A ransomware attack is one the most serious cyber threats and is gaining a lot of traction in tech circles. In such an attack, a bad actor will first exploit some weakness in the network and gain unauthorized access to sensitive data. The perpetrator then encrypts the whole and may even make a copy of the entire data.
Once a Ransomware Attack has been successfully executed, the breached entity can no longer access its own data. Even if data is accessible, it is in encrypted or unintelligible form. The perpetrator will then demand a certain ransom in return for decrypting the data so that it becomes usable again.
One of the biggest challenges around any ransomware attack is that the true intent of the perpetrator is very difficult to ascertain. The attacker may take the ransom and still destroy the data. Another risk involved is that data integrity can be severely compromised, even if the demanded ransom has been paid.
A recent survey conducted by an IT based research firm has revealed disturbing insights surrounding some of the recent ransomware attacks. The main disturbing feature of these attacks is that they are showing no visible signs of slowing down. The trend of such attacks is likely to carry forward to the year 2020.
The other disturbing aspect of recent ransomware attacks is that in addition to state level organizations, even some federal entities have been the target of ransomware attacks. This speaks volumes of the growing influence and confidence of cyber criminals.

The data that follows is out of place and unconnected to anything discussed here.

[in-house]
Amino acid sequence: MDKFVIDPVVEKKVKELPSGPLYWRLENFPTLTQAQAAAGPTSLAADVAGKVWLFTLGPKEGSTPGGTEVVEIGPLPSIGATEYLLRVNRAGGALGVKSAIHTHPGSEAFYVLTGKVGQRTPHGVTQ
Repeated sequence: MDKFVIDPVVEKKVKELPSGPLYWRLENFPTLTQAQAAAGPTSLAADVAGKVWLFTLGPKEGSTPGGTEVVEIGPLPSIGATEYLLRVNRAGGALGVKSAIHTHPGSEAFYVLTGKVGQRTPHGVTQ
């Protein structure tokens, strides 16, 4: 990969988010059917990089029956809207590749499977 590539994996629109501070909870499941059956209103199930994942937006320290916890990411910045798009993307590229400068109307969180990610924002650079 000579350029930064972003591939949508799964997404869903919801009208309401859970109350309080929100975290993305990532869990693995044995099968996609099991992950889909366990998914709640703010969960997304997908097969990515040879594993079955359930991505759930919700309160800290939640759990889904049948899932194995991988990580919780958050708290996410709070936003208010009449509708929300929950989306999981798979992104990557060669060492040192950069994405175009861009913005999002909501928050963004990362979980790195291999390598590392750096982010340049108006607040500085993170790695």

A very major motivator for ransomware attacks is the element of pay off in exchange for decrypting the data. The other thing which greatly complicates the whole process is that most ransom payments are executed under the carpet and seldom come to light.
As per the survey stats, about 30% of federal and 32% of state organizations that were part of the sample complained of being subjected to a ransomware attack over the past three years. The other alarming statistic of this survey was that 24% of these entities ended up paying money to recover their data.
Although the act of paying ransom runs contrary to the recommendations of both the FBI and Department of Homeland Security, the breached organization is generally out of options once it’s critical data has been locked out or encrypted by a cyber criminal.
The other painful alternative to paying ransom is to attempt decrypting the data but this is a high risk option and puts the entire data stack at grave risk. The survey also highlighted phishing, malware and ransomware as the top three cyber threats faced by both federal and state level public organizations in 2020.